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Final Report of the Rwanda HIV/Performance-Based financing Project

This report has been jointly issued by Human Rights Watch and the Safeguarding Health in Conflict coalition. Management Sciences for Health is a Steering Committee Member of the coalition. 

Study Tour Summary Document: February 14–23, 2014  Management Sciences for Health (MSH) and the LIVESTRONG Foundation (LIVESTRONG) sponsored a delegation of US Senate staffers, policy experts, and researchers to Uganda and Rwanda to examine the key elements of the countries’ health systems, with a particular focus on how the countries are addressing non-communicable diseases

Nigeria is home to 17.5 million orphans and vulnerable children (OVC). According to the Federal Ministry of Women Affairs and Social Development, one in every four children in Nigeria is considered vulnerable due to unmet needs for nutrition, education, shelter, care, or support. The Need for New Solutions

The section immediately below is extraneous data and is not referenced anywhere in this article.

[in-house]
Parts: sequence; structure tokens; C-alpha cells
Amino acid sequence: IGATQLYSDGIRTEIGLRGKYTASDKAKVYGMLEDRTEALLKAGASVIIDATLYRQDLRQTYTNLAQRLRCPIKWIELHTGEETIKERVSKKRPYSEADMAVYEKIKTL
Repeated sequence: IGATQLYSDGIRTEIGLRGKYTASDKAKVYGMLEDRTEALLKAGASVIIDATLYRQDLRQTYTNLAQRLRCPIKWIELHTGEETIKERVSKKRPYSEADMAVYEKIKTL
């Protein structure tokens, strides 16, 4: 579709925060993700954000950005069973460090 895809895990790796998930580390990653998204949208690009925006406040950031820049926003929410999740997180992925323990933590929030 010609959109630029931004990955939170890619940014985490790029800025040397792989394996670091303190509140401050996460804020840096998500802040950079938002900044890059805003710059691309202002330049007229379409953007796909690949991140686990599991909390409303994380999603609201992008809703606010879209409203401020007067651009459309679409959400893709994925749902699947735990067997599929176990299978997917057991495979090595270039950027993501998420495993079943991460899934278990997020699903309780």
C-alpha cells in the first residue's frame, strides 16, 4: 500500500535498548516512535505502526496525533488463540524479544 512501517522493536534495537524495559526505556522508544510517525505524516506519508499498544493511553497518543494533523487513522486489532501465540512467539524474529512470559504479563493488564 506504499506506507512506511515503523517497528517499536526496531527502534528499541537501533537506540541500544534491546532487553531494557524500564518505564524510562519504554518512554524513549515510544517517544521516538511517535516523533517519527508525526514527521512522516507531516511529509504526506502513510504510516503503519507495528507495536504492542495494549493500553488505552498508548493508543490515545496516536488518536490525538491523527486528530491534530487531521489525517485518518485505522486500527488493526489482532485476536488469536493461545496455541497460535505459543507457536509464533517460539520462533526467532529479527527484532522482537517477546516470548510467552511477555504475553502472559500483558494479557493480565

Nigeria is home to 17.5 million children who are considered vulnerable due to unmet needs for food, shelter, education, protection, or care With 3.4 million citizens living with HIV & AIDS, Nigeria has the second highest HIV burden in the world.

Nigeria is home to 17.5 million orphans and vulnerable children (OVC) who struggle daily to access food, shelter, education, protection, and care.

In Nigeria, as in most countries, women and girls assume the bulk of the caregiving burden for those infected with HIV and children left vulnerable or orphaned by AIDS. These responsibilities often prevent girls and women from obtaining an education and developing income-generating skills.

This report reviews the role of mother mentors and their Mother Support Groups (MSGs) in supporting HIV-positive mothers to live healthy lives and use appropriate health services.

A world where everyone has the opportunity for a healthy life—this is MSH’s vision, guiding our efforts to achieve lifesaving results by strengthening health systems. In the coming years, universal health coverage (UHC) will play a pivotal role in attaining this vision.